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I attended a webinar a few weeks ago called “Best Practices in Buying and Selling a Business with a Focus on Financing.” It explored the availability of transactional financing to buy or sell a small business. BoeFly.com, an online matchmaking site that pairs borrowers with lenders presented the webinar. Mike Rozman, BoeFly’s co-president moderated the panel with expertise in buying and selling small businesses, financing, appraising and brokering existing franchises.
To start the event, Rozman introduced Beth Solomon, vice president of the International Franchise Association. “The IFA and BoeFly have a strategic alliance in which we’re working together to offer tools and solutions, good advice, counsel, information that our members can use to advance in franchising, especially on the financing side,” she said.
Tasti D-Lite CEO Jim Amos: It’s Time for Small Businesses to Stand Up and Demand Attention from Government
Regulation and new laws are choking businesses, which must speak out.
Businesses have had a tough time since the economic meltdown of 2008. We have been hit from so many different directions simultaneously and rapidly that we have focused on simple survival.
Washington needs to take steps to help small businesses grow the economy.
In the meantime, in response to the economic crisis, the federal government has imposed a raft of new regulations and laws on business owners that, however well-meaning, have served to further strangle small business investment and add red tape to the process of running a business.
Benetrends is proud to announce the expansion of their business-financing firm with the opening of a new office in Coronado, California. As one of the nation’s leading providers of small business financing, Benetrends (http://www.benetrends.com) was founded in San Diego and is currently successfully based in North Wales, Pennsylvania. This cross-country growth represents a return to the company’s west coast roots and further establishes the firm’s nationwide coverage.
Steve Calderia, President of the International Franchise Association, says: “Now is the time to beat the crowd back into the market by buying a business, especially in the franchise industry, which has weathered the recession better than most industries and shows greater promise moving forward than many other categories.”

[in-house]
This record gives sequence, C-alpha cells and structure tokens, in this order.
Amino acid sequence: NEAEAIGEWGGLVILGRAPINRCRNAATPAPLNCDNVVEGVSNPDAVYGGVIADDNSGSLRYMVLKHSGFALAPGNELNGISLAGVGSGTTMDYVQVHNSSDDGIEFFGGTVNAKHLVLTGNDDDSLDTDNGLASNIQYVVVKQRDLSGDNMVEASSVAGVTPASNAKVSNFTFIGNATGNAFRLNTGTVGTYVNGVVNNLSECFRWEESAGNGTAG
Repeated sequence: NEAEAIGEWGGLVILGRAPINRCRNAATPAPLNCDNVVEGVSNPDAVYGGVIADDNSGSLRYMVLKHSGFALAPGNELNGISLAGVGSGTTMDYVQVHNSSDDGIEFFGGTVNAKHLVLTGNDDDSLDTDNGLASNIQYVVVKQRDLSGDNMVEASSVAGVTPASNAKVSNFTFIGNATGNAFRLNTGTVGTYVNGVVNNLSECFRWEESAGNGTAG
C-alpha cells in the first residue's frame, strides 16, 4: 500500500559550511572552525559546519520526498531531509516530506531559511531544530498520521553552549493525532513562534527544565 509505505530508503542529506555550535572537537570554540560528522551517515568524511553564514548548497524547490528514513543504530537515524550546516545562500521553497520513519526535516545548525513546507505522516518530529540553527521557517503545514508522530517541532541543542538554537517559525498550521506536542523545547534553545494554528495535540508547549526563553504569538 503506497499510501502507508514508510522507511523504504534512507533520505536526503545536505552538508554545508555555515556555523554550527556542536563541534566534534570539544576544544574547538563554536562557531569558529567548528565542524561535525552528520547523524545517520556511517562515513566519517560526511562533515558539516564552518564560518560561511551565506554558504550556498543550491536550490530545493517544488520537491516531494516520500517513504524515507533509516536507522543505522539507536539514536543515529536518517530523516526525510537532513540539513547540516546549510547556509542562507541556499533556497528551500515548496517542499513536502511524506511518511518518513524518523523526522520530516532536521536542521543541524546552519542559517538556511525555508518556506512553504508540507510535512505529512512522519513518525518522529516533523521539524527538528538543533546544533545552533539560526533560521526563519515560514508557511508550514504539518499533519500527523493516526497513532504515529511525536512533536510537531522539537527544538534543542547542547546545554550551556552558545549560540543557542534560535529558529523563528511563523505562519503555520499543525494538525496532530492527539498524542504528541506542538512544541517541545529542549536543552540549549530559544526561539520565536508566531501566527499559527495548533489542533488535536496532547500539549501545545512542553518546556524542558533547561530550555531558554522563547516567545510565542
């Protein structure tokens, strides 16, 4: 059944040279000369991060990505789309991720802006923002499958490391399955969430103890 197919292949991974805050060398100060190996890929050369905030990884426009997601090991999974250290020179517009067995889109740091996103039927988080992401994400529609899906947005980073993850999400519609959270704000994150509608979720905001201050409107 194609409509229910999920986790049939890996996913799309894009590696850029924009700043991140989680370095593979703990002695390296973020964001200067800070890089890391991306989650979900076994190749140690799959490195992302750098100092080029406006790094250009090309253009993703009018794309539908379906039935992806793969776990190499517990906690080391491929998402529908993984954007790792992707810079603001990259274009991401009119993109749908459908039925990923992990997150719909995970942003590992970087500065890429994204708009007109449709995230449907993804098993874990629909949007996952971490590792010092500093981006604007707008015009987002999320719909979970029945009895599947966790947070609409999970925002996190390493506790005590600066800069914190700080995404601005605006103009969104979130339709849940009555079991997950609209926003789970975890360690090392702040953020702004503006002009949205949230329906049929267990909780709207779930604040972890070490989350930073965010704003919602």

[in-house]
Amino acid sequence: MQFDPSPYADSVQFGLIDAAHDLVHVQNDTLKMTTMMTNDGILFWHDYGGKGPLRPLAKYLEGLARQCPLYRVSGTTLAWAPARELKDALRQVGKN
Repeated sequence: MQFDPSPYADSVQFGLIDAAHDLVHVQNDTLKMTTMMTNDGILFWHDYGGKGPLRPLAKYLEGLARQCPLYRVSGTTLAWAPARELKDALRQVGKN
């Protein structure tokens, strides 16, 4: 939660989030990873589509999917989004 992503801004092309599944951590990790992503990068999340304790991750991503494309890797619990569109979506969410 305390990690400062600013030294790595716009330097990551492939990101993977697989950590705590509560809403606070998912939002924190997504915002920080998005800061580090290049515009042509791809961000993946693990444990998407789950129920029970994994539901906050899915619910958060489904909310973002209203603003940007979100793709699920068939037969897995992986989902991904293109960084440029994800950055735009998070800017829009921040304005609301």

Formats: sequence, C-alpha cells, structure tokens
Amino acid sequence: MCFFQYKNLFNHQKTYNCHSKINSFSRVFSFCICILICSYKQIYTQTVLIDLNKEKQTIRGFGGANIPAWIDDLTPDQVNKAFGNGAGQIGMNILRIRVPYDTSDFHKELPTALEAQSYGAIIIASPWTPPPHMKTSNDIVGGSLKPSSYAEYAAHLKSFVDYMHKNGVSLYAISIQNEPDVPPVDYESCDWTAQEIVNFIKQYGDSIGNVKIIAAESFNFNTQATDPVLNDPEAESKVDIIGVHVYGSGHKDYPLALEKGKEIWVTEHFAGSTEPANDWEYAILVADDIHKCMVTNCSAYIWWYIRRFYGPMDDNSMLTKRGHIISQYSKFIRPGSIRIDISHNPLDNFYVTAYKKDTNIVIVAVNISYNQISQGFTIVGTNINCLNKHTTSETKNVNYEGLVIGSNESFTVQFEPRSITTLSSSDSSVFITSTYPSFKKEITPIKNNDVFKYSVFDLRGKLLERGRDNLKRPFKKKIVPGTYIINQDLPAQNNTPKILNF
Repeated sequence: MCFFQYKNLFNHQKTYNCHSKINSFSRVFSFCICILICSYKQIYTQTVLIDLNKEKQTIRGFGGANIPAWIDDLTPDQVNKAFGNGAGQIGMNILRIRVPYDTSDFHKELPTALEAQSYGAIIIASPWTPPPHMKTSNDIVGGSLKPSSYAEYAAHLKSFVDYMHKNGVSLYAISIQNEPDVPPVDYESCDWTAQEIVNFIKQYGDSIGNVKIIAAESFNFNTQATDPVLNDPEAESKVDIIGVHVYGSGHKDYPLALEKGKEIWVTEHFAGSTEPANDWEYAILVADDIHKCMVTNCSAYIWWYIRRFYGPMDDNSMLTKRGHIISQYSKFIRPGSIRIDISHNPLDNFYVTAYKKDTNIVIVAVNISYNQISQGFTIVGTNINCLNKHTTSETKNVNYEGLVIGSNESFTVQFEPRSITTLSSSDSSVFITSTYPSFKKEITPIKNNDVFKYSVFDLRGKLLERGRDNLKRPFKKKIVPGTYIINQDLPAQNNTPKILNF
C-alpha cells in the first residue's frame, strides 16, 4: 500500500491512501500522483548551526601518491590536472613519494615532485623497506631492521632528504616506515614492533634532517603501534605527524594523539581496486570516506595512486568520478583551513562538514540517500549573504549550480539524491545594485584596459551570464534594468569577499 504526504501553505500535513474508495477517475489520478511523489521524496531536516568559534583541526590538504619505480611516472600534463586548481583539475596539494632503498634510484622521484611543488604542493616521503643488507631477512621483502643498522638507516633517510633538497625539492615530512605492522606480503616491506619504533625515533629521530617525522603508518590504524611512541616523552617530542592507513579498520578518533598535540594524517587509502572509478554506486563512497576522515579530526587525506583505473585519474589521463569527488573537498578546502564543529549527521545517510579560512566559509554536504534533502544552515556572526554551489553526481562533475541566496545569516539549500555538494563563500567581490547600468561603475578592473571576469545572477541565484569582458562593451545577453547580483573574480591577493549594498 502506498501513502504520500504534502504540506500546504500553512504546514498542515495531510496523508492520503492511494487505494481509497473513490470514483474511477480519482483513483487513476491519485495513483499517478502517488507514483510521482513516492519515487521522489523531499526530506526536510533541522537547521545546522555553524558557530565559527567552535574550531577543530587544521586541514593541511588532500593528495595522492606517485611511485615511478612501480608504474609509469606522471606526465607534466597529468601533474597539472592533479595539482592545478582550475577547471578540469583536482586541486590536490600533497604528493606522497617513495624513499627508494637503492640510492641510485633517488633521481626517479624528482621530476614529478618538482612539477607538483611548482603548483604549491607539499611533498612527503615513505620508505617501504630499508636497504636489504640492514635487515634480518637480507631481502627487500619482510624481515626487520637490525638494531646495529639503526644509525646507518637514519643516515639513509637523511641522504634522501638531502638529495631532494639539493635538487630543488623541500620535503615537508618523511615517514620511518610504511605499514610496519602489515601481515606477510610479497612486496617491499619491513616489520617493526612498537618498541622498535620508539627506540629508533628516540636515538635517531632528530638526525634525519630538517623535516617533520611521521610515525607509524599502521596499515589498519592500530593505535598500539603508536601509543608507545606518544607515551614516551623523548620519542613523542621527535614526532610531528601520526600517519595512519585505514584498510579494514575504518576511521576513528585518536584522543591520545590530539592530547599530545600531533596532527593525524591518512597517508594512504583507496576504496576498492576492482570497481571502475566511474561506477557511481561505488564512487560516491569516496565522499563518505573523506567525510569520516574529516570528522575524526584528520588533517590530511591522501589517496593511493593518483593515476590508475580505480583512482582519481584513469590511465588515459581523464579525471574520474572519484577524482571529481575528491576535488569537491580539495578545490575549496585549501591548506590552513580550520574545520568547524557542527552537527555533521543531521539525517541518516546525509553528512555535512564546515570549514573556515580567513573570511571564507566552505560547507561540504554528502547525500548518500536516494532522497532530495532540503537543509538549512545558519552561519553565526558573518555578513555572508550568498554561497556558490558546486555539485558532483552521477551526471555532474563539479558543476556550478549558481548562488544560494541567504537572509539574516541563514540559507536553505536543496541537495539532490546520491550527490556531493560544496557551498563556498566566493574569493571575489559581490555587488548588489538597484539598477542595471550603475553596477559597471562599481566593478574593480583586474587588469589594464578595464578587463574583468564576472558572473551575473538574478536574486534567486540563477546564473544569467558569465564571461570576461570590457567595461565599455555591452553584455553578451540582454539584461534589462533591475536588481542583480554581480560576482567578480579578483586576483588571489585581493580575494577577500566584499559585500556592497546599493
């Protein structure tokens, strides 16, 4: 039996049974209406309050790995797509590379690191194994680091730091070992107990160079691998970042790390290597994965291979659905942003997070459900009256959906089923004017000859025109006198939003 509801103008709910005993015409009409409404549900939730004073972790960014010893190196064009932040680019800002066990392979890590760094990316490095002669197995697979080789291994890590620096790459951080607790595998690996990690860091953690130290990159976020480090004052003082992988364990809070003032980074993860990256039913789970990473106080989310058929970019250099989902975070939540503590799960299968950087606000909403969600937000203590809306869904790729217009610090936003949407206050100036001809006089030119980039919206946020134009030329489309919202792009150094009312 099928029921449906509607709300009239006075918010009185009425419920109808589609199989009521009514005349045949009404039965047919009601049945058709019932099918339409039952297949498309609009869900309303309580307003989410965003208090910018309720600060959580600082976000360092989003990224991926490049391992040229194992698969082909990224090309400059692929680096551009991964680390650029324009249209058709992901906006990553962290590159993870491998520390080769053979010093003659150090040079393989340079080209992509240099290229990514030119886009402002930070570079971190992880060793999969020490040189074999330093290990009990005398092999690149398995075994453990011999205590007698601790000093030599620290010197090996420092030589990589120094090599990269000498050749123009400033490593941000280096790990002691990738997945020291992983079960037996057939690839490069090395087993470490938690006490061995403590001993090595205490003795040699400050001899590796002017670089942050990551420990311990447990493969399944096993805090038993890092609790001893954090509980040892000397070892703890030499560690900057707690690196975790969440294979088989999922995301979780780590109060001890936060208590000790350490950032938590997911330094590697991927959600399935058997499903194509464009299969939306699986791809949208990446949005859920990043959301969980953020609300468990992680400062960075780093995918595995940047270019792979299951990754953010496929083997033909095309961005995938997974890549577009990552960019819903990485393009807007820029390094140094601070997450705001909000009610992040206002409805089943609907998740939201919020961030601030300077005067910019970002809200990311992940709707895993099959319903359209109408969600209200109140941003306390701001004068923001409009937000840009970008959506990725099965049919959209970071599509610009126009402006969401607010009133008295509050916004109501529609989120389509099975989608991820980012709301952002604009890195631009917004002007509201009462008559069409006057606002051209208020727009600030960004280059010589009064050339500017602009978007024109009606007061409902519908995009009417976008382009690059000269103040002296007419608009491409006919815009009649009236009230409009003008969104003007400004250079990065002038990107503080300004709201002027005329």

Entrepreneur Rob Israel believes he has found a winning recipe.
The founder of Doc Popcorn, which sells fresh-popped snacks in flavors such as “sinfully cinnamon” and “hoppin’ jalapeno,” has supervised the opening of 54 franchise outlets in five years and says he is working with another 200 in development.
Mr. Israel would like to credit his product’s popularity for the steady growth. But he also attributes his success to a flexible franchise system that allows local entrepreneurs to buy into the brand at a level that fits their budget.
With financing still hard to secure, some brands explore nontraditional lending
Jane Butler, Executive Vice President of the National Association of Government Guaranteed Lenders, and Bill Hall, Dairy Queen franchisee and IFA Credit Access Task Force Chairman, offered the ins and outs of how to get a loan in “Becoming Credit Ready” – the first in a series of webinars to enable franchises to get the financing they need.
When last we left the chairman and chief executive of Starbucks, in mid-August, he had written a widely publicized e-mail lamenting the poisonous state of our nation’s politics, according to an article by the New York Times. That led him to his first big idea: a call for a boycott of political contributions until Democrats and Republicans began to act in a nonpartisan way for the good of the country.
GE Capital’s Franchise Finance completed a $13.9 million transaction with Wings Across America LLC, a Buffalo Wild Wings franchisee. The funding includes a new unit development line of credit amounting to $4,500,000 and a refinance term loan of $9,400,00., according to (below source). Wings Across America LLC’s president John Weiler struck the deal with GE Capital projecting growth in the network’s 18 units.
When franchisees Brad and Risa May first began to explore the financing options available to them for their Goddard School franchise, they assumed they would be leasing their building. Instead, they were delighted to find out they could finance and build their own facilities using long-term, fixed rate financing through the U.S. Small Business Administration’s 504 Loan Program.